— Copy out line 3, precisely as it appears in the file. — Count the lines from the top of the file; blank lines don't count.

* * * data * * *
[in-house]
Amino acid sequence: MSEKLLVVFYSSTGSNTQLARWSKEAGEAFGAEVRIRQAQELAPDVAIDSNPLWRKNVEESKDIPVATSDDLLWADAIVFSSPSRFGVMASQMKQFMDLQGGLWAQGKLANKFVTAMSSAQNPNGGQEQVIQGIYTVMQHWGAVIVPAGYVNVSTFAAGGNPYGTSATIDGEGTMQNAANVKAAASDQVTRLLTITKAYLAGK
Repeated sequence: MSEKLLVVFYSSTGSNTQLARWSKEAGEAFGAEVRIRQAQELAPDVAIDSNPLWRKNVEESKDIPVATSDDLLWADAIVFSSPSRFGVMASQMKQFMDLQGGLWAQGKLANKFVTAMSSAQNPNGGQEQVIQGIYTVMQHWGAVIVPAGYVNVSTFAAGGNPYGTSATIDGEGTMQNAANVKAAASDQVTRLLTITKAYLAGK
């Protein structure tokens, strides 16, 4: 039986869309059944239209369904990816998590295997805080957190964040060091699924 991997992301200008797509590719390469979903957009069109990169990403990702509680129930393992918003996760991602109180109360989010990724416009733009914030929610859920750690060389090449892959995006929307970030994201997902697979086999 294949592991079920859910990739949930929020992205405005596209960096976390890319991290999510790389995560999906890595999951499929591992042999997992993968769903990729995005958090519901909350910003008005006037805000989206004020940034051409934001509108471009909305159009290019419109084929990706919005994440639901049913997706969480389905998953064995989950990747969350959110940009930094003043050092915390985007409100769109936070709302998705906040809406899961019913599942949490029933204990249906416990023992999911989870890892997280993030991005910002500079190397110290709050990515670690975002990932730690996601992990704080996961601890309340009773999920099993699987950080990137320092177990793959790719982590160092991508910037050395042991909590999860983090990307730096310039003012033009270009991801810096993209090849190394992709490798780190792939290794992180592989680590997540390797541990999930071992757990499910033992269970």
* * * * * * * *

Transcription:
Repeated sequence: MSEKLLVVFYSSTGSNTQLARWSKEAGEAFGAEVRIRQAQELAPDVAIDSNPLWRKNVEESKDIPVATSDDLLWADAIVFSSPSRFGVMASQMKQFMDLQGGLWAQGKLANKFVTAMSSAQNPNGGQEQVIQGIYTVMQHWGAVIVPAGYVNVSTFAAGGNPYGTSATIDGEGTMQNAANVKAAASDQVTRLLTITKAYLAGK